When Eric Holder announced  that the DOJ is bringing back its committee on Domestic Terrorism, right wing hypocrisy on terrorism was on full display. Simply put, when white supremacists use violence and terrorize communities to further their political agenda, it’s free speech. Only foreign terrorism counts, except when there’s an opportunity to engage in a little home grown Islamophobia, racism or both.

So when you go after people who are merely good conservatives who bomb abortion clinics and murder doctors you’re just going after people who disagree with you.  How dare the government go after good faux Christian White Supremacists?  That’s not going after domestic terrorists, it’s going after anyone who is white and opposes the Obama Administration.

Got it?

Pat Dollard claimed this is about mobilizing to wage war on white men. Alex Jones wasn’t about to miss out on the opportunity to dismiss the reality of domestic terrorism when it sounds so much scarier to say that Obama is going after his political enemies.

Glenn Beck took the opportunity to chime in with: “This regime is now justifiably terrified that attempts to overthrow them and re-establish our constitutional government and the rule of law may occur. A nazi/Stalin regime like rule is about to begin where people will be arrested and detained without evidence but on suspicion alone. Unlike Germany, there are no allies to come to our rescue to stop it.”

The SPLC’s report on the right wing’s reaction can be read here.

Most of our attention was focused on the right wing freak out over Bowe Bergdahl’s release because hey, it’s negotiating with “real” terrorists over a POW who studied ballet, his father has a beard and there are rumors that Bowe may have been a deserter.  That’s so much different from say, Cliven Bundy who was just exercising his right to be a deadbeat.  The government actually expects him to pay grazing fees? Don’t you know, in that case, the government was engaging in an act of terrorism. *facepalm*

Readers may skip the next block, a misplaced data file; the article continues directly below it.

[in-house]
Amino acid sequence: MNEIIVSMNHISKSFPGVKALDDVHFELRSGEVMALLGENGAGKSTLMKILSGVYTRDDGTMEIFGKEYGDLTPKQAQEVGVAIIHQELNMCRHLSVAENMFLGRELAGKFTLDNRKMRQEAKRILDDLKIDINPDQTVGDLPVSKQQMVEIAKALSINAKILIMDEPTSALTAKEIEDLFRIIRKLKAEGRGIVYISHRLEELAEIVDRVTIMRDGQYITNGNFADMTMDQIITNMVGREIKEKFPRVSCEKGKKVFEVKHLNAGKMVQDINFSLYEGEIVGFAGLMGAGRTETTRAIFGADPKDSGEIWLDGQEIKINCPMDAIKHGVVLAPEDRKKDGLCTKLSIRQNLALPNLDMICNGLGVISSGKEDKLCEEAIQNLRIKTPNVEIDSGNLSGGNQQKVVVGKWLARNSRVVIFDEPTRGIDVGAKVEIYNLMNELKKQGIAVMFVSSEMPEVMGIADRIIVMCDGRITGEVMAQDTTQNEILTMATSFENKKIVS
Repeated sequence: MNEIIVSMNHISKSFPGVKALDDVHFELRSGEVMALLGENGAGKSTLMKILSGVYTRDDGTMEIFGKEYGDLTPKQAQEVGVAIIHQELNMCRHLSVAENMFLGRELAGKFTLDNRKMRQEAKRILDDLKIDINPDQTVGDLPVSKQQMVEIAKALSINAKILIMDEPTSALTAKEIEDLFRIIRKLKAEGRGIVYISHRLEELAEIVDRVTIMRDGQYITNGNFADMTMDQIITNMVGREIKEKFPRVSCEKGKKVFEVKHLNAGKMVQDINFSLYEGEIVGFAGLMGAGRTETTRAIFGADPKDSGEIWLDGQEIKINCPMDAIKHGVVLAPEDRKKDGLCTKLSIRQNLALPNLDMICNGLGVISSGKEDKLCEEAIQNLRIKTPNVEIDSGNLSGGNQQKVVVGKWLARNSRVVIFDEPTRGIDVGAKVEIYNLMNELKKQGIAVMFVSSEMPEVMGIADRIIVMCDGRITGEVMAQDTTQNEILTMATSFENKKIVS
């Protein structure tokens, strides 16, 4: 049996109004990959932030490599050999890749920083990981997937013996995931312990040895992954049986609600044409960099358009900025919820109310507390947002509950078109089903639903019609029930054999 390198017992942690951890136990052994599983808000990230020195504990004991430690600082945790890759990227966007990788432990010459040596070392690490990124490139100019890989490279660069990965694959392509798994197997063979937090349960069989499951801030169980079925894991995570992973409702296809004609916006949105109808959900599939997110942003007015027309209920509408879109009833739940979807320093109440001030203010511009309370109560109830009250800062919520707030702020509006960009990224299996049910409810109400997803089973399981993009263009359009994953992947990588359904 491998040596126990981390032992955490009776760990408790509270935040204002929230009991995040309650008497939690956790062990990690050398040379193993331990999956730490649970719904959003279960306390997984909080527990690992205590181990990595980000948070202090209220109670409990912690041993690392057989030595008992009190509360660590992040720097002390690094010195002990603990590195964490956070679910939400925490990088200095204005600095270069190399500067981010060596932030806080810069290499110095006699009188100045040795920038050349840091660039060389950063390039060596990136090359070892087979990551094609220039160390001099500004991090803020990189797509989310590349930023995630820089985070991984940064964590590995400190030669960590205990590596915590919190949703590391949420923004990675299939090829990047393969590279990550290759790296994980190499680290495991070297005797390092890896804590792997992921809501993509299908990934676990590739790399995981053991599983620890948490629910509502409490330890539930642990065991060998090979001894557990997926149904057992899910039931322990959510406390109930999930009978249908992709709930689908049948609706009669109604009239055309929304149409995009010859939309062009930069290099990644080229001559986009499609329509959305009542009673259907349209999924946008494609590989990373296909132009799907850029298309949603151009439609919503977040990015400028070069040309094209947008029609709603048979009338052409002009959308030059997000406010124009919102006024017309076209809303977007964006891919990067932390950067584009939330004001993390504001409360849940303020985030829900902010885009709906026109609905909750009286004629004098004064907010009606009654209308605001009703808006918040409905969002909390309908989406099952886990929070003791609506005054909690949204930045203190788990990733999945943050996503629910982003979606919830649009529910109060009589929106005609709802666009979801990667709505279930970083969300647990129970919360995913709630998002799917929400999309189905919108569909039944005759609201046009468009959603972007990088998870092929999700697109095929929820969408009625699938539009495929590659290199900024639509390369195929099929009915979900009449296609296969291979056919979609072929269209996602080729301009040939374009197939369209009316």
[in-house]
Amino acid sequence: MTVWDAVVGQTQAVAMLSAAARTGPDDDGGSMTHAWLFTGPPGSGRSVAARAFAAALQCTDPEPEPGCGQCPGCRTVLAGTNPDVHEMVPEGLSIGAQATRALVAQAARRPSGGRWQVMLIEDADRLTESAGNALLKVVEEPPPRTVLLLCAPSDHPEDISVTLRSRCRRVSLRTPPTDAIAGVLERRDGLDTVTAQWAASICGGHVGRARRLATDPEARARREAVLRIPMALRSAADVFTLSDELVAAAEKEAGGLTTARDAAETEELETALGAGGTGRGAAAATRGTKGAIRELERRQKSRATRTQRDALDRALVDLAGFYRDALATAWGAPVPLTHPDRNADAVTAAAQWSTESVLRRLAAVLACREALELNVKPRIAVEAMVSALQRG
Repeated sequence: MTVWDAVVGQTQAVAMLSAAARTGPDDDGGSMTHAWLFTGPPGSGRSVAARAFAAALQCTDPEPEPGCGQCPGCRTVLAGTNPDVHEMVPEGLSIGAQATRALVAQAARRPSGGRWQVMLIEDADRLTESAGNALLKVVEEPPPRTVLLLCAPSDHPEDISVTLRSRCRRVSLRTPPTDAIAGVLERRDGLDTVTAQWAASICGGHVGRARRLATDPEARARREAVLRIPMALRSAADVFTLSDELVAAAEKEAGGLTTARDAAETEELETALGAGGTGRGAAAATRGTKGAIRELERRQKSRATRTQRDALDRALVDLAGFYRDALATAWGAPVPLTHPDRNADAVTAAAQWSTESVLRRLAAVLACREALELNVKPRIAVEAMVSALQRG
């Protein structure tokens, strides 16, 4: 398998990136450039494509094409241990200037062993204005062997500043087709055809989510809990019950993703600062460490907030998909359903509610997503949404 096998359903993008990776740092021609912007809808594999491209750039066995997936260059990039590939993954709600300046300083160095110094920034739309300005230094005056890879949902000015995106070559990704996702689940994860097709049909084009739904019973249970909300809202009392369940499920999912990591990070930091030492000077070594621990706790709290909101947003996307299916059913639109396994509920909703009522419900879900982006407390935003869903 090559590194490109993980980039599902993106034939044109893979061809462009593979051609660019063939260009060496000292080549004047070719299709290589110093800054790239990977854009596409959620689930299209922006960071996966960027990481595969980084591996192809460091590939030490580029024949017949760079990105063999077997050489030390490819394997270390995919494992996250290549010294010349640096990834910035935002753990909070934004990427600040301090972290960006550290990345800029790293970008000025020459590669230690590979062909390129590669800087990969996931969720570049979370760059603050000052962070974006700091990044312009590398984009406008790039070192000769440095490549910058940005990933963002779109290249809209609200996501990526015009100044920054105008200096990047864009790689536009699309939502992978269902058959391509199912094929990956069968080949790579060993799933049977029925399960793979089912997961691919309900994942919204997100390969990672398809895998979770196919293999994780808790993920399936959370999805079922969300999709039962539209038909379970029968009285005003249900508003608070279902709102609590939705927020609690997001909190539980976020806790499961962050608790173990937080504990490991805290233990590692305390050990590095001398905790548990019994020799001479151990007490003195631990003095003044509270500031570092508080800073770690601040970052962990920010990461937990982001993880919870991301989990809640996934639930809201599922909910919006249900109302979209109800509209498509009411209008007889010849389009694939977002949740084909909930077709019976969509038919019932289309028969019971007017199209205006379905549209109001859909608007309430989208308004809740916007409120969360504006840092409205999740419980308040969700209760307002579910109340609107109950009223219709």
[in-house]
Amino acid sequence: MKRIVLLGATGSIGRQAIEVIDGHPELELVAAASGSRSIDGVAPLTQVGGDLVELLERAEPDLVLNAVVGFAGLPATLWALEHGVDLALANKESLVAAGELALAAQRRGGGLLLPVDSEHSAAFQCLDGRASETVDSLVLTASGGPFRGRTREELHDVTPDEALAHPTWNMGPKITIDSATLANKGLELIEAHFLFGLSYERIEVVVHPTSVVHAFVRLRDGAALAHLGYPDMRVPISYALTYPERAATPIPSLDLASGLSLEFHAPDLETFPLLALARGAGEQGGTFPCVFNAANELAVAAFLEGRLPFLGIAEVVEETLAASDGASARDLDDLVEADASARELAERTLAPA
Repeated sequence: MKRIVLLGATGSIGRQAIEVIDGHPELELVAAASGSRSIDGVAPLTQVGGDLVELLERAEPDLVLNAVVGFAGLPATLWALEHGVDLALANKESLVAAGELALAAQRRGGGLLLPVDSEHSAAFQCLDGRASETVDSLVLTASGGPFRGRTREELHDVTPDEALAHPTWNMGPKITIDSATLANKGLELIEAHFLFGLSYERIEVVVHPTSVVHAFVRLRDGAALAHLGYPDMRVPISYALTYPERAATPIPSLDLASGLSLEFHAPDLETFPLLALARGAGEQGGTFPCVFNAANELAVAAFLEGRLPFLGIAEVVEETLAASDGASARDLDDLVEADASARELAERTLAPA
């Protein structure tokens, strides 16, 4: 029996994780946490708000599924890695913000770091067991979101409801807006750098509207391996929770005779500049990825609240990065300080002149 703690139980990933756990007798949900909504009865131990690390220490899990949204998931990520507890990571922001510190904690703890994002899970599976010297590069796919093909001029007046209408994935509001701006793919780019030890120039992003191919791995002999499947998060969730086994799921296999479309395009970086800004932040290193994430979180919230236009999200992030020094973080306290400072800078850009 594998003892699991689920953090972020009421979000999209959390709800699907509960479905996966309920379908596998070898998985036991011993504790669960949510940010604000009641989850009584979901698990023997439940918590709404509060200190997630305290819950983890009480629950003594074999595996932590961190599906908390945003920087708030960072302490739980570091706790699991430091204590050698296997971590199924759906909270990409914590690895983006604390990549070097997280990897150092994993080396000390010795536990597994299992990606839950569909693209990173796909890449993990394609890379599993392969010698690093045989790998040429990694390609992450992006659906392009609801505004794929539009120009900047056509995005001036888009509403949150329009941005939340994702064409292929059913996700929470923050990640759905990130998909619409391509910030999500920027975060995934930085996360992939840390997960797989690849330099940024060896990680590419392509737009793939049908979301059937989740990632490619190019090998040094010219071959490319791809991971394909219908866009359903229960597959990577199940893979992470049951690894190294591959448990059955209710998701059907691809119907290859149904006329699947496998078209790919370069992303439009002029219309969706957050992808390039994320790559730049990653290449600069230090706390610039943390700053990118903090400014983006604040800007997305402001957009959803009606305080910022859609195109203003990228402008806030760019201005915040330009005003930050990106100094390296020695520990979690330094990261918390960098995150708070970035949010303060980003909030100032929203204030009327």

In the sociopathic minds of the extreme right, all is fair in the name of stopping certain forms of terrorism.  If it means profiling Muslims or people who “look” Muslim that is okay because it’s about keeping America and Americans safe. War crimes are justifiable as is a white male Republican President’s Unitary executive doctrine.

Their reaction is very different when the terrorists in question are government hating white supremacists. Back in 2009, Republican sociopaths stomped their feet to condemn a DHS report that identified white supremacists as the greatest domestic threat to national security.

Folding to Republican temper tantrums, then DHS Secretary Janet Napolitano withdrew the report.  She also apologized to those who were offended by the fact that right wing terrorists would find returning vets who possess combat skills and experience attractive and would try to recruit them.

The reality is the report was right.  The attack on the Sikh Temple in 2012 was by a Neo-Nazi who was recruited while he was in the army. Then there’s the case of the right wing radicals from Georgia who organized a far-right militia unit while they were in the Army.  Eventually they murdered to hide their planned acts of terrorism.

Republicans continued to stomp their feet until the DHS shutdown the Domestic terrorism unit.

As a result, domestic terrorists have had free reign with nods and winks from many of the same people who smell impeachment because Bergdahl begins with the same letter as Benghazi.

In saner times, there would have been consensus around Eric Holder’s announcement to re-establish the committee to investigate domestic terrorism.  Actually, the DHS’s domestic terrorism unit would never have been shut down.  But we’re living in times when “patriots” call a president’s refusal to leave a soldier behind an impeachable offense.  The reality is we can blame Republicans for defending and pandering to home grown terrorists but we can only blame ourselves if we back down when Republicans use the language of terror to shut down efforts to enforce the law against home grown terrorists.